Construction of a Pseudomonas sp. HR 199 gene library in the cosmid vector pVK100
The genomic DNA of the Pseudomonas sp. HR 199 strain was isolated and subjected to partial restriction digestion with EcoRI. The DNA preparation thus obtained was ligated with vector pVK100 cut by EcoRI. The DNA concentrations were relatively high in order to accelerate the formation of concatemeric ligation products. The ligation materials were packaged in 1-phage particles which were subsequently used for transduction of E. coli S17-1. The selection of the transductants was carried out on tetracycline-containing LB agar plates. In this manner 1330 transductants were obtained which contained various hybrid cosmids.
The identification of hybrid cosmids containing essential genes of eugenol catabolism
The hybrid cosmids of the 1330 transductants were transferred conjugatively to mutants 6164 and 6165 by a minicomplementation process. The resulting transconjugants were examined on MM plates containing eugenol for their capacity to grow again on eugenol (complementation of the respective mutant). Mutant 6164 was complemented by the obtainment of hybrid cosmid pE5-1, which contained a 1.2 kbp, a 1.8 kbp, a 3 kbp, a 5.8 kbp and a 9.4 kbp EcoRI fragment in cloned form. The E. coli S17-1 strain containing this hybrid cosmid was deposited at the “Deutsche Sammlung von Mikroorganismen und Zellkulturen GmbH” (DSM) under the number DSM 10440. Mutant 6165 was complemented by the obtainment of the hybrid cosmids pE207 or pE115 respectively. The complementing capacity was attributed to a 23 kbp EcoRI fragment which was contained in cloned form in the hybrid cosmid pE207 as the only EcoRI fragment, whereas hybrid cosmid pE115 additionally contained a 3 kbp and a 6 kbp EcoRI fragment. The E. coli S17-1 strain containing hybrid cosmid pE207 was deposited at the DSM under the number DSM 10439.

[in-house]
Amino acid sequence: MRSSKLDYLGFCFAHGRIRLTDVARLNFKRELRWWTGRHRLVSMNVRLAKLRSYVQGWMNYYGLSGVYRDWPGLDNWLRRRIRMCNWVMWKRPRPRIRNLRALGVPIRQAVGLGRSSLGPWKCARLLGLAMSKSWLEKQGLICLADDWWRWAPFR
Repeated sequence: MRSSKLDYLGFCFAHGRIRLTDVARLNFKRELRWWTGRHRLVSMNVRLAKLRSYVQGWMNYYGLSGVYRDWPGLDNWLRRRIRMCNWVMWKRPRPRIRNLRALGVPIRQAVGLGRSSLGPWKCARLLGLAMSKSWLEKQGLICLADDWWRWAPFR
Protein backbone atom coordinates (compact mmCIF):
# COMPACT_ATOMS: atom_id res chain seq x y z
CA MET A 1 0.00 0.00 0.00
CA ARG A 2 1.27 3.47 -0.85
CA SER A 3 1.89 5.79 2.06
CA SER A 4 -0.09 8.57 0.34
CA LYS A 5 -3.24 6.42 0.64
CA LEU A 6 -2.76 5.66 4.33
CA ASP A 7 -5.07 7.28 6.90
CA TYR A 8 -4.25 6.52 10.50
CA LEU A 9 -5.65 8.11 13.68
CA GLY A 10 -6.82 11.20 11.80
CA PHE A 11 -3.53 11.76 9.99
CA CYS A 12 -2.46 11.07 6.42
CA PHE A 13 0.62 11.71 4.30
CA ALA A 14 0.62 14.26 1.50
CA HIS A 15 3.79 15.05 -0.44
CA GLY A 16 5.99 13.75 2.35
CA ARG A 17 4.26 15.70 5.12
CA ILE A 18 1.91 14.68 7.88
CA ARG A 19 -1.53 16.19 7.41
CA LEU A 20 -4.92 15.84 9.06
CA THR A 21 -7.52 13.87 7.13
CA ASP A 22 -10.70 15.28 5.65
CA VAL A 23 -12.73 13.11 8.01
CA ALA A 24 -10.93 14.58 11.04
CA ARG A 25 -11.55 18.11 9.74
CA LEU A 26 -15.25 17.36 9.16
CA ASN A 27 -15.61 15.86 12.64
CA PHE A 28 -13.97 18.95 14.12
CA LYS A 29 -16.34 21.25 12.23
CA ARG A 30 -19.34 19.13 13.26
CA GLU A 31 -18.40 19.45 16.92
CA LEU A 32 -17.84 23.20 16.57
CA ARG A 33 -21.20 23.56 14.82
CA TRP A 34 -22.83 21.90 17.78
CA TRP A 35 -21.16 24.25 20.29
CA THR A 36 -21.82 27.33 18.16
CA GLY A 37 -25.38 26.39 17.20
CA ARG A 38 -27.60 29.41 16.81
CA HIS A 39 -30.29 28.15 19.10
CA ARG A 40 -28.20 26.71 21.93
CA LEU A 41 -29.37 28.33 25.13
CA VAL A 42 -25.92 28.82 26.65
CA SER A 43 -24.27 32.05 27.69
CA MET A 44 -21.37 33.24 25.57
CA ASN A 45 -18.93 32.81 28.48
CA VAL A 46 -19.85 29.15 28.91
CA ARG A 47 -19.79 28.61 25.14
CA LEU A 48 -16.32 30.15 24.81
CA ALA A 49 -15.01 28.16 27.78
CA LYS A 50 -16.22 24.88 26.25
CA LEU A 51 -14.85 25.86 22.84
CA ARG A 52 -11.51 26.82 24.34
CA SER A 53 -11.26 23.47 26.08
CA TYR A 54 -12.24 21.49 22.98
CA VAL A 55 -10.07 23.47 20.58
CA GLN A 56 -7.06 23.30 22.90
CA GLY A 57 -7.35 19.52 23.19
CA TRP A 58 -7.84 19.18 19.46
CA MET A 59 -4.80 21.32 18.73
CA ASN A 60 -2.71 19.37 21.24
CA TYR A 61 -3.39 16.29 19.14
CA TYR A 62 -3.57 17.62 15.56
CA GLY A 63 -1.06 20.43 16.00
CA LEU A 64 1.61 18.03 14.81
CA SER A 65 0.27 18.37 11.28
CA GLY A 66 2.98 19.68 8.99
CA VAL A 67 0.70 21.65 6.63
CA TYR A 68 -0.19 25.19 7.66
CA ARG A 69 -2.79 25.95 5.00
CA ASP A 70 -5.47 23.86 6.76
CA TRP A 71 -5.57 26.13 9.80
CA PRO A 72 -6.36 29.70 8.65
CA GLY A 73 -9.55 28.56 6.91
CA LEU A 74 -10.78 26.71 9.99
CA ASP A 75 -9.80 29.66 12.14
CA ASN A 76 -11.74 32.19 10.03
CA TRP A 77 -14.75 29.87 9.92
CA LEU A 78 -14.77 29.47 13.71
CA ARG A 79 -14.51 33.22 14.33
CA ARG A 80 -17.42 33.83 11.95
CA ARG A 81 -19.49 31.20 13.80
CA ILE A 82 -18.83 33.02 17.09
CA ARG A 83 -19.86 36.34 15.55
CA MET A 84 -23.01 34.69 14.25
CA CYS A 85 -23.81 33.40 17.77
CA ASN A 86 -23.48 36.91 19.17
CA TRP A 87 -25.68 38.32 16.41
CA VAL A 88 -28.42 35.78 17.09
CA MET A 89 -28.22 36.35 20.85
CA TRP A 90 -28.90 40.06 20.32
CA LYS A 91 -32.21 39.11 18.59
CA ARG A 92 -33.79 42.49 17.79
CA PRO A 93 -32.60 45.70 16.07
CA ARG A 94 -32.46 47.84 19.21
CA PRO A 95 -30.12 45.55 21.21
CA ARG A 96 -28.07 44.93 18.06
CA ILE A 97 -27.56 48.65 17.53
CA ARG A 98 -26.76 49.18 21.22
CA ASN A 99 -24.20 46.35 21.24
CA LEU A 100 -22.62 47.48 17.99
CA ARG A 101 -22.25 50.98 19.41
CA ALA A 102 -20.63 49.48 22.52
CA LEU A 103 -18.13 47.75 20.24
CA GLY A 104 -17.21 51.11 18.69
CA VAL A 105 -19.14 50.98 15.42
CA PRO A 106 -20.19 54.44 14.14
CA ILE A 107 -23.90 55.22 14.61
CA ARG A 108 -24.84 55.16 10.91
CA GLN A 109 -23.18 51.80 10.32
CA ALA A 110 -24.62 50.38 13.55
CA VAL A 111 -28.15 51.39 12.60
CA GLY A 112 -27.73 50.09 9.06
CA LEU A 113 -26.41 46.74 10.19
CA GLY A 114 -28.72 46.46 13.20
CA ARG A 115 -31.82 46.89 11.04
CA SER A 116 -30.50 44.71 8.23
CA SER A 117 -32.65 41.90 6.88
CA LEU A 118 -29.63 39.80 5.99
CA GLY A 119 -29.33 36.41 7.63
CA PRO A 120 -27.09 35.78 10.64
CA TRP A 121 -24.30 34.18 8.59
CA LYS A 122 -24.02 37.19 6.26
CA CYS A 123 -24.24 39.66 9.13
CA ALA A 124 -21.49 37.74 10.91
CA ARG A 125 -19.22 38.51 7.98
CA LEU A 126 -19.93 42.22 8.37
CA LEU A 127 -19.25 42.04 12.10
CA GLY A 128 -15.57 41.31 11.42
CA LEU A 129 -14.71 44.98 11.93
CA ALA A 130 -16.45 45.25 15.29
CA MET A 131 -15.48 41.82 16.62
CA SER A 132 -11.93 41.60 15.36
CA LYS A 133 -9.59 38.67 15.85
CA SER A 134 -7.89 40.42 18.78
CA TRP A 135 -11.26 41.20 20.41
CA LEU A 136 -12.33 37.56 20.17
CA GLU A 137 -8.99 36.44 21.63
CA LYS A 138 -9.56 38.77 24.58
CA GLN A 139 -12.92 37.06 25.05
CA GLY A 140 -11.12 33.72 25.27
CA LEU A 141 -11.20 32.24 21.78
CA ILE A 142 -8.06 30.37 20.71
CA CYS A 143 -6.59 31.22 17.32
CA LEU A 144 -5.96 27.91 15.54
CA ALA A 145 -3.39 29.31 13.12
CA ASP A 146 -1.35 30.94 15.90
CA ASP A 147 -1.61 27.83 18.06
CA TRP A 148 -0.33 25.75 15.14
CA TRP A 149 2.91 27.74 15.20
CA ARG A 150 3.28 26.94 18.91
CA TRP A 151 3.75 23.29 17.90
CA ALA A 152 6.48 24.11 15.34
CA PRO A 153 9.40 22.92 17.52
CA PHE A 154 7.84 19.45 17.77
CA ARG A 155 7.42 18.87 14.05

The analysis of the 23 kbp EcoRI fragment (E230) of the hybrid cosmid pE207 Fragment E230 was isolated preparatively from EcoRI-digested hybrid cosmid pE207 and ligated to pBluescript SK−-DNA digested with EcoRI. Using the ligation material E. coli XL1-Blue was transformed. Following “blue-white” selection on LB-Tc-Amp agar plates containing X-Gal and IPTG, “white” transformants were obtained whose hybrid plasmids pSKE230 contained the fragment E230 in cloned form. With the aid of this plasmid and by using various restriction enzymes a physical map of the fragment E230 was prepared (FIG. 1).
By cloning subfragments of E230 in vectors pVK101 and pMP92, both of which have a broad host specturm and are also stable in pseudomonads, followed by conjugative transfer into mutant 6165, the region complementing mutant 6165 was localised in a 1.8 kbp KpnI fragment (K18). After cloning this fragment in pBluescript SK− the nucleotide sequence was determined, the gene of the cytochrome C subunit of eugenol hydroxylase being identified. The gene product of 117 amino acids had an N-terminal leader peptide (MMNVNYKAVGASLLLAFISQGAWA) and 32.9% identity (via a region of 82 amino acids) with the cytochrome C subunit of p-cresol methylhydroxylase produced by Pseudomonas putida (McIntire et al. 1986. Biochemistry 25:5975-5981).